When many students begin their college applications and send off their college applications, they may actually forget that the application itself is just one part of what needs to be submitted. There are several other documents that must be received before your file is considered ready for review by the college. And because of this, many students are going to receive a ton of emails and postcards just after they submit their applications, notifying them that all their materials have not been received. Panicking parents and students will begin to stress out. Here are some ways to avoid having your application sidelined in the admissions process.
School Forms / Naviance
Your school college counselor should have a list of colleges that you will be applying to several weeks before your first deadline. He/She will need to prepare all the forms that need to be submitted from the school. Some guidance office will rely on students to pick up the documents and send them to colleges, while others will collect and send all the school materials together.
So, what are the forms that MUST be received by each of your colleges?
Teacher recommendations, the guidance counselor recommendation, your transcript, and the school profile MUST ALL be received by each of your colleges.
Some schools now file electronically via the Naviance or Common App, but other schools may still remain locked in the era of paper and the U.S. Post Office (also known as snail mail). Thus, it will be important to give your counselor plenty of notice as to where you will be applying. If school materials get lost in the mail, some colleges will wait a few days for another set to be sent, but it is better to avoid this situation.
Test Scores (SAT I, SAT II Subject Tests, or ACT scores)
These test scores must be sent directly from the reporting agency to colleges, unless you are applying to a test optional institution. The only scores that colleges will accept come directly from the Collegeboard (www.collegeboard.com) for the SATs or the www.act.org for the ACT.
With an unusually high number of issues with missing SAT scores during some of the early admissions, it would be best to request your scores at least 2 weeks before your deadlines whenever possible.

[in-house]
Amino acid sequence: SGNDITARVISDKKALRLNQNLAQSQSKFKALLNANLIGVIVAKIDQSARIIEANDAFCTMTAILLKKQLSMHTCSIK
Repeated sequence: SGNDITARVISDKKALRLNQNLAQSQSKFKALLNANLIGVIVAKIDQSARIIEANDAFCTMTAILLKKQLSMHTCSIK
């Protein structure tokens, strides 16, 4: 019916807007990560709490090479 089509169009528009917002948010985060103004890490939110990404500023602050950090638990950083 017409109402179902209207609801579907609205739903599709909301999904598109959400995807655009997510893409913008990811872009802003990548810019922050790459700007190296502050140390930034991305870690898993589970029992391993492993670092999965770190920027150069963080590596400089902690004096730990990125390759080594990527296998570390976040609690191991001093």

Students, do not forget that in order for your application to be processed, your payment must be received. Most college allow credit card payments, and/or checks. Make sure you put your ID or SSN number on the check and send it directly to the admissions office (follow directions). For students who are submitting a fee waiver, be sure to call the admissions office and make sure that the required information for a waiver was received and that your request was accepted.
While all the aforementioned are important, the Supplements is the part of the application that can be deal breaker.
Colleges may wait for late SAT scores or payments, but if the supplements are not transmitted by the deadline, the application may be rejected. So, make sure you work carefully on these essays and submit them on time.
For college services, contact Lee Academia consultants and avoid application rejections.
With the big day arriving soon, students are also going to anticipate their standardized test score report to arrive when they finish. And lucky for them, instead of waiting for the hard paper copy of the score report to arrive, scores are available online.
Now, let’s assume that on the SAT, you received a 560 in Critical Reading, a 740 in Mathematics, and a 630 in Writing. Your overall score would be an 1930 (out of 2400). Students might compare their score to the scores of admitted college applicants. This measure is somewhat helpful in determining what their scores mean, but what students really want to look at are their percentile ranks.
While our imaginary scores would place you above 78 percent of the students in the country for your reading score, above 96 percent of students for math, and above 82 percent of students in writing. Note that although you have a separate score reported for your essay (on a scale of 1-12), that score is already part of the complex calculation used to arrive at the 600. You will also see a writing subscore for the multiple choice questions (on a scale of 20-80). The score between 200 and 800 is what matters.